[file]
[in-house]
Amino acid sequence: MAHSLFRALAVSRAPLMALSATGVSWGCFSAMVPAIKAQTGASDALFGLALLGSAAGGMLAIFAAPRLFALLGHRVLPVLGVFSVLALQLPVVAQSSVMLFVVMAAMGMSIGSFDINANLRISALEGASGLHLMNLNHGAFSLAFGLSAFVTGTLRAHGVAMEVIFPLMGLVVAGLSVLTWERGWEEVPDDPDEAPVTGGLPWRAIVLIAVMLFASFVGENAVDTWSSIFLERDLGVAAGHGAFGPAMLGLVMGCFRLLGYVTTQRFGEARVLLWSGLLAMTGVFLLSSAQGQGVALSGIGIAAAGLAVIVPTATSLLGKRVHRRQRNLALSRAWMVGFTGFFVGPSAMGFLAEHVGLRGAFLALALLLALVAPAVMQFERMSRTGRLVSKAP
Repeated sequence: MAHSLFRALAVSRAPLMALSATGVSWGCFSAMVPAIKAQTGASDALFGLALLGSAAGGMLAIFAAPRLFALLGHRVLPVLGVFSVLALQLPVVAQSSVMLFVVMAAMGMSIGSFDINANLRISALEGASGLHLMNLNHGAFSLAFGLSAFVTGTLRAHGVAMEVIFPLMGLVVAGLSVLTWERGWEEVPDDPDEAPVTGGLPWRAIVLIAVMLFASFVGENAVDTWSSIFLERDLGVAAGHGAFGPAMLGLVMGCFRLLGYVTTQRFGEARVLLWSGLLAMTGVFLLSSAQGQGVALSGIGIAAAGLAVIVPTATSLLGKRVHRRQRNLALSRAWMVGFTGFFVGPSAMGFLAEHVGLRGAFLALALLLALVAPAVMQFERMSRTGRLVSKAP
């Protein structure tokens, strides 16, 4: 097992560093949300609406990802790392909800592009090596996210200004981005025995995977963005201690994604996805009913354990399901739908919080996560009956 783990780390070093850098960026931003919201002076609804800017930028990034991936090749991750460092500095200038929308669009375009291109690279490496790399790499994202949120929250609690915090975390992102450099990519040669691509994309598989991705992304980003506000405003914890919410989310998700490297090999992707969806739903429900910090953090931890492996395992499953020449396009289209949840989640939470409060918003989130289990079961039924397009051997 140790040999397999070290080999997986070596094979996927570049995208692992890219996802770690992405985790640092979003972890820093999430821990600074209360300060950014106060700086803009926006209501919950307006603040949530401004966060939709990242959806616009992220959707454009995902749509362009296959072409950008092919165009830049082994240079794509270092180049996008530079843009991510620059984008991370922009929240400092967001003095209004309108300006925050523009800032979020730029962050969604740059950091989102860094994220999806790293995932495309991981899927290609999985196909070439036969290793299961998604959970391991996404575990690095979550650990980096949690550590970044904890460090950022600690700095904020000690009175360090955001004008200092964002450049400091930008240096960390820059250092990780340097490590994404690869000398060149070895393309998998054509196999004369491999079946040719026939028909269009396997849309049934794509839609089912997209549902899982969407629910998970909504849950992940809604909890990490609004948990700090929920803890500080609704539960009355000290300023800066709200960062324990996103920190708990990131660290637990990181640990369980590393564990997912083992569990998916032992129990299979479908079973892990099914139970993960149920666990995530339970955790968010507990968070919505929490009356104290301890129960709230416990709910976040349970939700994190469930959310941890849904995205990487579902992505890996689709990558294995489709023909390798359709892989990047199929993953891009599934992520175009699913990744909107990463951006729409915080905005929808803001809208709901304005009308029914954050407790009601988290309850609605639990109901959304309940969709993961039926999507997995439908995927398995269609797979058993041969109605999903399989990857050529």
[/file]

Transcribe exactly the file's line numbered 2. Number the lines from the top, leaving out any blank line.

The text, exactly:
Amino acid sequence: MAHSLFRALAVSRAPLMALSATGVSWGCFSAMVPAIKAQTGASDALFGLALLGSAAGGMLAIFAAPRLFALLGHRVLPVLGVFSVLALQLPVVAQSSVMLFVVMAAMGMSIGSFDINANLRISALEGASGLHLMNLNHGAFSLAFGLSAFVTGTLRAHGVAMEVIFPLMGLVVAGLSVLTWERGWEEVPDDPDEAPVTGGLPWRAIVLIAVMLFASFVGENAVDTWSSIFLERDLGVAAGHGAFGPAMLGLVMGCFRLLGYVTTQRFGEARVLLWSGLLAMTGVFLLSSAQGQGVALSGIGIAAAGLAVIVPTATSLLGKRVHRRQRNLALSRAWMVGFTGFFVGPSAMGFLAEHVGLRGAFLALALLLALVAPAVMQFERMSRTGRLVSKAP